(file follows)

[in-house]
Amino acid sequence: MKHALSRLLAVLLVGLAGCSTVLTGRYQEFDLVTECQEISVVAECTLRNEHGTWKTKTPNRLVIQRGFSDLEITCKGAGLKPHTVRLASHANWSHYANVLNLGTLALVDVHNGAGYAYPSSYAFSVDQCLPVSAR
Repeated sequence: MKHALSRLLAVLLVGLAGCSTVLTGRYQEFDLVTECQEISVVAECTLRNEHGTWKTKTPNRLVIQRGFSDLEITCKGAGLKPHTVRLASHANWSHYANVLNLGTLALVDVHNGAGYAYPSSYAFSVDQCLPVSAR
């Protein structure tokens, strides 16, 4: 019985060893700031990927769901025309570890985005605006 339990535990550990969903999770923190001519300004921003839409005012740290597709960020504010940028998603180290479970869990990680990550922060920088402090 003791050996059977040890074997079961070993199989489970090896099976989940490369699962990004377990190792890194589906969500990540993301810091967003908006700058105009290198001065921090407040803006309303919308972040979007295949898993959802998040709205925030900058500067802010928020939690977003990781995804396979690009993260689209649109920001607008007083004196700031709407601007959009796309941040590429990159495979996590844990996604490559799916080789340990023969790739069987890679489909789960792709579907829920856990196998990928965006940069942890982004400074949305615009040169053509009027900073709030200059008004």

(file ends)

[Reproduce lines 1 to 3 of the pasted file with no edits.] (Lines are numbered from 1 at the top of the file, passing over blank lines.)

[in-house]
Amino acid sequence: MKHALSRLLAVLLVGLAGCSTVLTGRYQEFDLVTECQEISVVAECTLRNEHGTWKTKTPNRLVIQRGFSDLEITCKGAGLKPHTVRLASHANWSHYANVLNLGTLALVDVHNGAGYAYPSSYAFSVDQCLPVSAR
Repeated sequence: MKHALSRLLAVLLVGLAGCSTVLTGRYQEFDLVTECQEISVVAECTLRNEHGTWKTKTPNRLVIQRGFSDLEITCKGAGLKPHTVRLASHANWSHYANVLNLGTLALVDVHNGAGYAYPSSYAFSVDQCLPVSAR